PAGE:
You Suck At Goal Setting (or How To Set Your Goals)

I feel a little bit odd writing this article. It’s not revolutionary by any means, but enough people set absolutely useless goals it had to be written.

Let’s start by assuming this: setting goals, having something to strive for, is a good idea. Let’s forget about the debate of lots of goals vs one goal vs no goals for a second.

In my experience with people who set goals (for examples, New Year’s Resolutions) I’ve noticed a glaring problem. If you think about it for a minute it’s quite easy to spot. But maybe you’re the type of person who can see flaws in other people’s thoughts/ideas quicker than your own. I get it. So let me spell it out for you.

That glaring goal setting problem is specificity.

If you’re setting non-specific goals you have no way to judge a success or failure. It’s the ultimate goal setting cop out. “Ahh, I’ll set a goal that’s impossible to gauge! I will never fail because there’s no way I can tell if I’ve failed!”

That’s no good for you. You’re better off not setting goals than setting non-specific unquantifiable goals.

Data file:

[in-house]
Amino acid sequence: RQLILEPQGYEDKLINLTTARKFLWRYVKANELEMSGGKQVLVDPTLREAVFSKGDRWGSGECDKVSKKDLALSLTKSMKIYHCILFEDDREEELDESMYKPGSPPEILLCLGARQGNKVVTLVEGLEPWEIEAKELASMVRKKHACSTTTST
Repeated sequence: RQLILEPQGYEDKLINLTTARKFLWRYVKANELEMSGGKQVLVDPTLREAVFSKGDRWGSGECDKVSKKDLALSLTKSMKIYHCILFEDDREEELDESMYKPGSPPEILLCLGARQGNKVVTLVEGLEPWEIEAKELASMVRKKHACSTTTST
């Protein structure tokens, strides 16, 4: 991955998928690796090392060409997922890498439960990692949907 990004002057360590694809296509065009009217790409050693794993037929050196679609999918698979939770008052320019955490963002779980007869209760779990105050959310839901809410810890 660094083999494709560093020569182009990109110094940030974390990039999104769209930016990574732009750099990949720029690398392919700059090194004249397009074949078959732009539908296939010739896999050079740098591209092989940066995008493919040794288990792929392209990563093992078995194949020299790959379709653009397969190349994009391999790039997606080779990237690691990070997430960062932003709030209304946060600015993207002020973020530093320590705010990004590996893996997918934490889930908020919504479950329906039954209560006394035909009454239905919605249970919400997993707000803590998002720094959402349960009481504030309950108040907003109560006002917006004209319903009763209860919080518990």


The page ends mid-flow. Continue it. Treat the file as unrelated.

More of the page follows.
A few examples of very typical non-specific goals:

  • I’m going to learn Spanish.
  • I’m going to lose a lot of weight!
  • I’m going to study harder.
  • I’m going to learn computer programming.
  • I’m going to learn to play guitar.

You should now see how useless these goals are.

Let’s take those same goals and make them success/fail quantifiable specific goals:

  • I’m going to learn how to order food at a restaurant in Spanish.
  • I’m going to lose 10 pounds.
  • I’m going to study X (something you don’t understand) for 30 minutes today.
  • I’m going to learn how to build a PHP form that takes a user’s information and inserts it into a MySQL database.
  • I’m going to learn how to play Smells Like Teen Spirit on guitar.

These are all success or fail goals.

  • You can either order in Spanish or you can’t.
  • You either lost 10 pounds or you didn’t.
  • You either studied for 30 minutes or you didn’t.
  • You either built a PHP form and MySQL connection or you didn’t.
  • You either learned the song that killed hair metal or you didn’t.